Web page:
Despite astonishing achievements in astronomy, architecture, and mathematics, the Classic Maya civilization collapsed around 1,000 years ago. Historians have long suspected drought as the cause, but the evidence has been inconclusive. Now, more sophisticated techniques have not only confirmed the theory but provided quite precise measurements of how much drier the environment at the time became.
Lake Chichancanab on the Yucatán Peninsula sat close enough to the heart of the Maya civilization to provide an indicator of the climate region-wide. In the mid-90s, changes in the ratio of heavy to light oxygen isotopes in shells deposited on the lake floor were read, demonstrating that the last years of the Maya Classic Period were relatively dry.
However, measures used at the time couldn't tell us how much drier the period was than the eras before and after it. Were the local climatic changes really sufficient to bring down the Western Hemisphere civilization with the most advanced writing system and capable of building such great cities? Now a paper in Science provides the answer, showing that, for reasons unknown, Central America's climate changed very dramatically indeed.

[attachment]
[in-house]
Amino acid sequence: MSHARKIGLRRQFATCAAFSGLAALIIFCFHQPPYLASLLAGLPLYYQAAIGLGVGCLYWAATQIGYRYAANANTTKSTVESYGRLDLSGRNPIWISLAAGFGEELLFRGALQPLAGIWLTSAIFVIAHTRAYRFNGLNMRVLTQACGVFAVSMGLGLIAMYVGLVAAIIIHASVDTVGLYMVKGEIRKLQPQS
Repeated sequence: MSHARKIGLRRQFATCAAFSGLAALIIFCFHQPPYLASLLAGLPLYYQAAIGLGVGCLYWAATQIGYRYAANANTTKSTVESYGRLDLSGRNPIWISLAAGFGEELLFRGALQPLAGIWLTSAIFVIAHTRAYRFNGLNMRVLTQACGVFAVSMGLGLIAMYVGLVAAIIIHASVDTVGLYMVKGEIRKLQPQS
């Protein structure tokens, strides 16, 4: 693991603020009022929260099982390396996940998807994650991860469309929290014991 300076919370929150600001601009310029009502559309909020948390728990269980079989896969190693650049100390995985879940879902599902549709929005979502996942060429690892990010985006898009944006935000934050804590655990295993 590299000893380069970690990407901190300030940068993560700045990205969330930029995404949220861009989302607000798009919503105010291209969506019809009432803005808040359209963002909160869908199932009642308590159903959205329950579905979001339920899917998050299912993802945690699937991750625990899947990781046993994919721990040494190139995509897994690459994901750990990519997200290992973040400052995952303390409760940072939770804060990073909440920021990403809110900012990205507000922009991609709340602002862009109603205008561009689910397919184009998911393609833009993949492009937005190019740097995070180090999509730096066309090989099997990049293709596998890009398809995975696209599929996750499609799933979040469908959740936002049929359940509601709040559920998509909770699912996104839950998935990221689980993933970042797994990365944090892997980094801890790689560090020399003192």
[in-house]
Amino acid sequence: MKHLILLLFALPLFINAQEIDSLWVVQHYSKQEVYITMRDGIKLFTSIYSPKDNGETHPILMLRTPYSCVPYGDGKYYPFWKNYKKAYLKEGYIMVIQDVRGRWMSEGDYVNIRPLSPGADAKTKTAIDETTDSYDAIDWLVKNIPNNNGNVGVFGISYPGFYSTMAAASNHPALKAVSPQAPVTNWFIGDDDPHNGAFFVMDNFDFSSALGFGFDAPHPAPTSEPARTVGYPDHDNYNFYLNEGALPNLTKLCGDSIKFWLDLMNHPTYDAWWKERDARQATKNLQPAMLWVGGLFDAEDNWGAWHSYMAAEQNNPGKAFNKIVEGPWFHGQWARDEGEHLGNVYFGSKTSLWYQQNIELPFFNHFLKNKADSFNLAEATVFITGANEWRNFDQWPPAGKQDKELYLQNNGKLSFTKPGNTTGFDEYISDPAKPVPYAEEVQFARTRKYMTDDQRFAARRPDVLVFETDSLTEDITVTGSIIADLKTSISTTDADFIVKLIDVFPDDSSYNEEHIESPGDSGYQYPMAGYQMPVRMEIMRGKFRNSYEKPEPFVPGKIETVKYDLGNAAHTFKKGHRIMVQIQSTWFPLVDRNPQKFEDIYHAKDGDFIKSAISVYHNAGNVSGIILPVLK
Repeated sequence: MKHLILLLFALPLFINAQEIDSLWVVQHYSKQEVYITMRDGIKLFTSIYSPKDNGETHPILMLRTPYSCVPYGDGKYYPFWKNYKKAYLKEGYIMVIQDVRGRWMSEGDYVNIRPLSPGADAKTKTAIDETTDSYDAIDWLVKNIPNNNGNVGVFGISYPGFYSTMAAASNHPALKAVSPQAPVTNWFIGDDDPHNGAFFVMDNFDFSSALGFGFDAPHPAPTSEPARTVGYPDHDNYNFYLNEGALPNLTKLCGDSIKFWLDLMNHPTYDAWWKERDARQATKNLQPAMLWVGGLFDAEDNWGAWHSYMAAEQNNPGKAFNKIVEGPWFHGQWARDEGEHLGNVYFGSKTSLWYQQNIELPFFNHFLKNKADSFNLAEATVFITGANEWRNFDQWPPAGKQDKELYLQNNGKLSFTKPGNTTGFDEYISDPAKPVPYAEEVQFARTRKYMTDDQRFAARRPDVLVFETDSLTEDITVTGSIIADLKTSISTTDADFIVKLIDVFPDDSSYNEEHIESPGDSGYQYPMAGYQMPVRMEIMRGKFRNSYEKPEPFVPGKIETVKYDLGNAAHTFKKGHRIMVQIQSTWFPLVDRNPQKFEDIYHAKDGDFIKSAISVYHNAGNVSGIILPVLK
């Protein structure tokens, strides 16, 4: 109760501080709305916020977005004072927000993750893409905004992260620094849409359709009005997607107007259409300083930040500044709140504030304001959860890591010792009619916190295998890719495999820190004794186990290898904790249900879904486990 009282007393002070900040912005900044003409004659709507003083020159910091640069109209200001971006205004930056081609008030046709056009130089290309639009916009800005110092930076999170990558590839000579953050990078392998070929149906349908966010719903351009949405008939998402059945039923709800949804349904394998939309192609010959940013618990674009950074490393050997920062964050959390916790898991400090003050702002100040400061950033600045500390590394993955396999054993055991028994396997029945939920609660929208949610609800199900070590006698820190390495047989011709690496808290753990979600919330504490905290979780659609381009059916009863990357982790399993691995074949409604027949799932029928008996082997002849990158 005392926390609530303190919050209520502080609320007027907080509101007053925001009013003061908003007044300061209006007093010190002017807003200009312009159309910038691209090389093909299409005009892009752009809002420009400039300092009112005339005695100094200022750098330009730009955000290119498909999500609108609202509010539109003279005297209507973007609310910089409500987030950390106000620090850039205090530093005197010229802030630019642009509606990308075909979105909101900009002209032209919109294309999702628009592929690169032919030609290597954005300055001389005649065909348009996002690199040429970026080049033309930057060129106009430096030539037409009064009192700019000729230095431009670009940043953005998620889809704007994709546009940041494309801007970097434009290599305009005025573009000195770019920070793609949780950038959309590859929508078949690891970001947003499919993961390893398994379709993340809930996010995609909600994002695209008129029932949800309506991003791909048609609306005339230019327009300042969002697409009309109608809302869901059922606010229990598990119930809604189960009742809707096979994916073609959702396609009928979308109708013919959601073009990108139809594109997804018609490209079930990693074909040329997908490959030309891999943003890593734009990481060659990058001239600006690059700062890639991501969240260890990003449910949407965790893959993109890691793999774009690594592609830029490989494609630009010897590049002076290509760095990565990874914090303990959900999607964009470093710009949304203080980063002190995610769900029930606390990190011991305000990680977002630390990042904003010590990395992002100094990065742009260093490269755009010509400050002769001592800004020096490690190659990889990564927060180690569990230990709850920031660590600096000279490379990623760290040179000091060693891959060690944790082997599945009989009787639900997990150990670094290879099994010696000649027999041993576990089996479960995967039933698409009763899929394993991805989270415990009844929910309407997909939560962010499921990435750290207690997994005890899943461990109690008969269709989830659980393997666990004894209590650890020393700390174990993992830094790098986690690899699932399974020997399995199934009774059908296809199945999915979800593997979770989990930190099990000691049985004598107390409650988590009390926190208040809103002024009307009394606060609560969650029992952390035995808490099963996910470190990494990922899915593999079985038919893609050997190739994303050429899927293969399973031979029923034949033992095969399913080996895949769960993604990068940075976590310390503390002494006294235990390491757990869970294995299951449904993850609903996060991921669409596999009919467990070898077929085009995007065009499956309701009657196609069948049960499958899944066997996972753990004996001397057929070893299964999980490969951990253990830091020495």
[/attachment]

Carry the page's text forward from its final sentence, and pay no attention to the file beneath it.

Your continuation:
Cambridge University research student Nicholas Evans measured oxygen and hydrogen isotopes in water molecules captured in gypsum sediments collected during a drill of the lake floor. Evans and his co-authors concluded there was a decline of between 41 and 54 percent in annual rainfall within the lake's catchment area for several long periods over 400 years. Humidity fell by 2-7 percent, which may sound modest but it had an important effect on evaporation.